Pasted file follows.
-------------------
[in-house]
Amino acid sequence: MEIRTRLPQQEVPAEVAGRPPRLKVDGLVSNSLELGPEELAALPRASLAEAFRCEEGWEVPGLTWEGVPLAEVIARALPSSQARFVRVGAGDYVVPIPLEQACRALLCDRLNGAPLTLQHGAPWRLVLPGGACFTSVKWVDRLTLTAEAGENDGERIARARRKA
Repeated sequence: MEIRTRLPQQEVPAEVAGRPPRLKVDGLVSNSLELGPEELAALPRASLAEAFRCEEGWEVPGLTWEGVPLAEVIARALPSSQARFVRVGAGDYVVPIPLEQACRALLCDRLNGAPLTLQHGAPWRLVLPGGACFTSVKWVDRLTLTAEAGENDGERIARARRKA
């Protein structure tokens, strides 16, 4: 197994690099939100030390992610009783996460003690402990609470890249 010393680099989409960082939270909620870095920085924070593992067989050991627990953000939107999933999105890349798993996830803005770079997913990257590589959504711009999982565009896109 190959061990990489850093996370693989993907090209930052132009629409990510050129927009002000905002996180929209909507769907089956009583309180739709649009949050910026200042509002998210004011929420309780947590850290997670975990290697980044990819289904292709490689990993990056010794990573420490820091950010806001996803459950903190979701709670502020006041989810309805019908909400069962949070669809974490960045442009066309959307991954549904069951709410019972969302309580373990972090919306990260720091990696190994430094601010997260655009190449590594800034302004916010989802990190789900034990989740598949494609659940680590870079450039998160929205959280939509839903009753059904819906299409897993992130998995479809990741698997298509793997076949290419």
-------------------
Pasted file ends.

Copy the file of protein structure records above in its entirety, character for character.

[in-house]
Amino acid sequence: MEIRTRLPQQEVPAEVAGRPPRLKVDGLVSNSLELGPEELAALPRASLAEAFRCEEGWEVPGLTWEGVPLAEVIARALPSSQARFVRVGAGDYVVPIPLEQACRALLCDRLNGAPLTLQHGAPWRLVLPGGACFTSVKWVDRLTLTAEAGENDGERIARARRKA
Repeated sequence: MEIRTRLPQQEVPAEVAGRPPRLKVDGLVSNSLELGPEELAALPRASLAEAFRCEEGWEVPGLTWEGVPLAEVIARALPSSQARFVRVGAGDYVVPIPLEQACRALLCDRLNGAPLTLQHGAPWRLVLPGGACFTSVKWVDRLTLTAEAGENDGERIARARRKA
């Protein structure tokens, strides 16, 4: 197994690099939100030390992610009783996460003690402990609470890249 010393680099989409960082939270909620870095920085924070593992067989050991627990953000939107999933999105890349798993996830803005770079997913990257590589959504711009999982565009896109 190959061990990489850093996370693989993907090209930052132009629409990510050129927009002000905002996180929209909507769907089956009583309180739709649009949050910026200042509002998210004011929420309780947590850290997670975990290697980044990819289904292709490689990993990056010794990573420490820091950010806001996803459950903190979701709670502020006041989810309805019908909400069962949070669809974490960045442009066309959307991954549904069951709410019972969302309580373990972090919306990260720091990696190994430094601010997260655009190449590594800034302004916010989802990190789900034990989740598949494609659940680590870079450039998160929205959280939509839903009753059904819906299409897993992130998995479809990741698997298509793997076949290419």